Popular Josue Rosa, 116 ¾, Phila., 3-0 (2), got a good fight out of Steven Lopez, 119, Phila., 0-4, in a crowd-pleasing four. The diminutive underdog looked like a human sacrifice during the intros, but gave the hero a surprisingly good workout. Lopez stayed at long range despite size disadvantage however and only tried opportune counters, enabling the favorite to control the action with long roundhouse shots. Rosa wasn’t turning his punches over, however, prompting Lopez to laugh after etting plastered with big, splatting rights on several occasions. The crowd loved it. Pasquale scored 39-37 and the others 40-36, unanimous for Rosa. Eric Dali refereed.

Zachary Dubnoff, 161 ½, Springfield, NJ, 3-0 (2), likewise got a tough fight but in a different way from debuting Davonn Boone, 161 ¾, Suitland, MD, four. The Mutt ‘n’ Jeff pairing looked almost ludicrous with the lanky Dubnoff towering over the underdog. The first was a wild shootout with Boone launching haymakers from left field but falling short while the rangy favorite had no trouble reaching Davonn. After the rugged start, Davonn switched southpaw and took to surviving, circling away and only trying to bushwhack Zach with occasional surprise counters. Dubnoff stayed on his trail and did most of the scoring with his reach to gain the unanimous verdict, 39-37 from Kinney and a shutout from the others.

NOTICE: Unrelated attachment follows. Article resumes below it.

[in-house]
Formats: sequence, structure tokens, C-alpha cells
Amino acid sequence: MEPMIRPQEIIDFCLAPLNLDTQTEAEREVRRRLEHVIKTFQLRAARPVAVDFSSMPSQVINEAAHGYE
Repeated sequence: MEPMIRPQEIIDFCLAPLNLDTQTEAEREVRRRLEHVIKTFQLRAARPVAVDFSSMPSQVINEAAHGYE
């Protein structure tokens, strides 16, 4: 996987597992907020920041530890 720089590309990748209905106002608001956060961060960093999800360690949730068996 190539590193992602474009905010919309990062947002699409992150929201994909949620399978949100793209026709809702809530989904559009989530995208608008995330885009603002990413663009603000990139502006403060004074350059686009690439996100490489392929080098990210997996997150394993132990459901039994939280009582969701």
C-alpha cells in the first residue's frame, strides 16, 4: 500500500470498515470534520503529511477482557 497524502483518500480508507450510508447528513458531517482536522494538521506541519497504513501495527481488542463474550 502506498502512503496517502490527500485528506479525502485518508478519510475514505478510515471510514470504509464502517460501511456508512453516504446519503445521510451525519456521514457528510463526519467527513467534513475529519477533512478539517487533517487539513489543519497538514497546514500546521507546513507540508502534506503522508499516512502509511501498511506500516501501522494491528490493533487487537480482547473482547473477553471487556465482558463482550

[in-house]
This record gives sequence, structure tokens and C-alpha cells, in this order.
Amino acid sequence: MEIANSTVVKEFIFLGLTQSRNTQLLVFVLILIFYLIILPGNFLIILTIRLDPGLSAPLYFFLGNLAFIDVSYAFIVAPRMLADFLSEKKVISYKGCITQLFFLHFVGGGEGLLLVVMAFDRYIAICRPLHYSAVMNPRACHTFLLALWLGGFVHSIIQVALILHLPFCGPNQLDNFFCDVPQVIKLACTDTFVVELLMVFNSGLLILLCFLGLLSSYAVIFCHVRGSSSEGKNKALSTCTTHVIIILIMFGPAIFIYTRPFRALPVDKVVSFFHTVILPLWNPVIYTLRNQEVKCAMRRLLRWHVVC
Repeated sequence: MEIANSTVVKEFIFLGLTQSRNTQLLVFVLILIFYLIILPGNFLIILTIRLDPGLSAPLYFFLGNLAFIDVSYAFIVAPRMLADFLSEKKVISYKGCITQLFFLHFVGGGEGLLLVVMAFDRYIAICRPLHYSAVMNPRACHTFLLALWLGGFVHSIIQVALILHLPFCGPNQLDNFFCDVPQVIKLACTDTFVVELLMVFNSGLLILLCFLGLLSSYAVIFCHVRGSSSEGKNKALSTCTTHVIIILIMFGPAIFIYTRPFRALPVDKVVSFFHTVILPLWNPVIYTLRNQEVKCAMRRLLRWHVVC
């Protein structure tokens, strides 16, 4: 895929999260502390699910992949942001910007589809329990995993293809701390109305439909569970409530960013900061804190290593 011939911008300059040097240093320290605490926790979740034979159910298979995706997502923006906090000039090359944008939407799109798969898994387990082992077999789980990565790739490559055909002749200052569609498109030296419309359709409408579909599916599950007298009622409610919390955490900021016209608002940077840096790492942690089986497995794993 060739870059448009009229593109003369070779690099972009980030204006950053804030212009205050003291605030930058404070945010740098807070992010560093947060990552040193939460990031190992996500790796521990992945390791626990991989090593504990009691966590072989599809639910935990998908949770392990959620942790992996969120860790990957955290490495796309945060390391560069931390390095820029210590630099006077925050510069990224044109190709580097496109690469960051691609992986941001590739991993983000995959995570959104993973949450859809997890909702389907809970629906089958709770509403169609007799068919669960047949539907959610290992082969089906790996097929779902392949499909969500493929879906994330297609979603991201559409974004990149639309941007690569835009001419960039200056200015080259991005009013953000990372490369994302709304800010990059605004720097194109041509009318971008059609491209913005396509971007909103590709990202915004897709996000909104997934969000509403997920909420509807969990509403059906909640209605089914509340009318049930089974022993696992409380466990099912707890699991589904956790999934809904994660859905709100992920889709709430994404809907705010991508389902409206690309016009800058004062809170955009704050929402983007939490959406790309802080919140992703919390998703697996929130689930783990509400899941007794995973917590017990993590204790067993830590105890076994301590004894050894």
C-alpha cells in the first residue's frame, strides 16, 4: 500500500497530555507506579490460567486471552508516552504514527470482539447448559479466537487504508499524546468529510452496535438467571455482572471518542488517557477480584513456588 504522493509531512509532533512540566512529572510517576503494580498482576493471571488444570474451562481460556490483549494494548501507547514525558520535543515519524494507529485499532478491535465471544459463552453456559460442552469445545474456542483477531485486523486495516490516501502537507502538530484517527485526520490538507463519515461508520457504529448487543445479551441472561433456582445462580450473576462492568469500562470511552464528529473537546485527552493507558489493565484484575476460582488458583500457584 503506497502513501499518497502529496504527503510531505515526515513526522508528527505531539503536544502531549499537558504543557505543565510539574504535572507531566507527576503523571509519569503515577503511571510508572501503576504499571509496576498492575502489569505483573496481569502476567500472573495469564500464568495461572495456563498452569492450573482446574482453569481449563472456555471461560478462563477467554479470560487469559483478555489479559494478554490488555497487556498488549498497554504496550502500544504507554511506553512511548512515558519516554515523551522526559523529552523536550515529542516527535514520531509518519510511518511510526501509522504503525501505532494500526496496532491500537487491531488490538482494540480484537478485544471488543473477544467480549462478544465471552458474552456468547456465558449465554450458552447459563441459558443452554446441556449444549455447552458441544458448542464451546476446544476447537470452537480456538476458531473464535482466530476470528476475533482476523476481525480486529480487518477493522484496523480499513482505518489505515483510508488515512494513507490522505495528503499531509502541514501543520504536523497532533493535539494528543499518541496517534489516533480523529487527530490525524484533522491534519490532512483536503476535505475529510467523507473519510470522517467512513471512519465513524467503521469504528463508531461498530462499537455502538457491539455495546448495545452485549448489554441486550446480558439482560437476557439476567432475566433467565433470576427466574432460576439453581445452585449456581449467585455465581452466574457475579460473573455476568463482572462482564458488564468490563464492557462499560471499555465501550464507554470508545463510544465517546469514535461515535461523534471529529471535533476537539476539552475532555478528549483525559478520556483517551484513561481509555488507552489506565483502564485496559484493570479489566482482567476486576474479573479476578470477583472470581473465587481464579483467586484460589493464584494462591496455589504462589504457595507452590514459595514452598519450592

A different challenge befell Robert Terry, 158 ½, Jersey City, 4-0, after finding himself in Sea World against an octopus in well-traveled Bryan Goldsby, 159 ¼, Macon, GA, 5-13, four. The underdog made no attempt at offense to speak of but boxed defensively with head down and arms extended like tentacles, merely trying to shut Terry down. This presented the favorite with a unique challenge in keeping his hands free and landing. Robert probably learned something from the experience, as he managed to punish Goldsby inside while all the vigorous physical activity made the bout entertaining to the fans despite the underdog’s reluctance to engage. Two judges had it a shutout while Pasquale rightly scored at least one round by two points, 40-35. Even this scoring was generous to the loser as if you’re not using defense to set up offense, there should be no credit for defense. Fields refereed.